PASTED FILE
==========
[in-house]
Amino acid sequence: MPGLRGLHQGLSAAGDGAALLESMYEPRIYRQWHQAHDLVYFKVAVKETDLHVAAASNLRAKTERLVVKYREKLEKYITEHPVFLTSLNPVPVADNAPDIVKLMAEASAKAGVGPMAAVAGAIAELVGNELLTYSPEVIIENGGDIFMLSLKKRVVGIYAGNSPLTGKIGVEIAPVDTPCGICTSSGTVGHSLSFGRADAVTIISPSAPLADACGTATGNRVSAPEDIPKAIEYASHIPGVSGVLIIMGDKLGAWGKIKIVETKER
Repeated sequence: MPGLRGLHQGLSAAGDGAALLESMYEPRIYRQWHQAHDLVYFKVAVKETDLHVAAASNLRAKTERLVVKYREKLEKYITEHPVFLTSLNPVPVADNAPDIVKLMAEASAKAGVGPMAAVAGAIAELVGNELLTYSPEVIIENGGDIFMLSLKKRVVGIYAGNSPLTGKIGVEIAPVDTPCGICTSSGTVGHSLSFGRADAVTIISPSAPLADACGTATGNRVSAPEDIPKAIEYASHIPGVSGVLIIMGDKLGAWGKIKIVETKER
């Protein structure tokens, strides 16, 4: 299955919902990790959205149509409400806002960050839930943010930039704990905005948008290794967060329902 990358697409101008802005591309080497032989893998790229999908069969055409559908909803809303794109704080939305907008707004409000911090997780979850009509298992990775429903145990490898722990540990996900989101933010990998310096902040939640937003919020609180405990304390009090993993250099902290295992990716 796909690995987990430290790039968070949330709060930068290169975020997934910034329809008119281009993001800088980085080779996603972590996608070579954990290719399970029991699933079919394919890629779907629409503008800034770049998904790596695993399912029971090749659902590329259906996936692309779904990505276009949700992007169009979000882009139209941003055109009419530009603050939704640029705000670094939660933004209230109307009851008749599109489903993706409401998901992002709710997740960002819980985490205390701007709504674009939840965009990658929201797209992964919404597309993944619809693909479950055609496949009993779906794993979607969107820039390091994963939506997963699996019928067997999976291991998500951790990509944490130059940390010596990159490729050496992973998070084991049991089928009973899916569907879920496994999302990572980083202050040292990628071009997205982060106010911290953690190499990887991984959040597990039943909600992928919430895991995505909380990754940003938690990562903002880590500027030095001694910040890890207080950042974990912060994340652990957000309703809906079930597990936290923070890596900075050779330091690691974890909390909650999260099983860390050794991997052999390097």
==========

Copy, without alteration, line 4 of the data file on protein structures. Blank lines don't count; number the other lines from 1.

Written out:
């Protein structure tokens, strides 16, 4: 299955919902990790959205149509409400806002960050839930943010930039704990905005948008290794967060329902 990358697409101008802005591309080497032989893998790229999908069969055409559908909803809303794109704080939305907008707004409000911090997780979850009509298992990775429903145990490898722990540990996900989101933010990998310096902040939640937003919020609180405990304390009090993993250099902290295992990716 796909690995987990430290790039968070949330709060930068290169975020997934910034329809008119281009993001800088980085080779996603972590996608070579954990290719399970029991699933079919394919890629779907629409503008800034770049998904790596695993399912029971090749659902590329259906996936692309779904990505276009949700992007169009979000882009139209941003055109009419530009603050939704640029705000670094939660933004209230109307009851008749599109489903993706409401998901992002709710997740960002819980985490205390701007709504674009939840965009990658929201797209992964919404597309993944619809693909479950055609496949009993779906794993979607969107820039390091994963939506997963699996019928067997999976291991998500951790990509944490130059940390010596990159490729050496992973998070084991049991089928009973899916569907879920496994999302990572980083202050040292990628071009997205982060106010911290953690190499990887991984959040597990039943909600992928919430895991995505909380990754940003938690990562903002880590500027030095001694910040890890207080950042974990912060994340652990957000309703809906079930597990936290923070890596900075050779330091690691974890909390909650999260099983860390050794991997052999390097």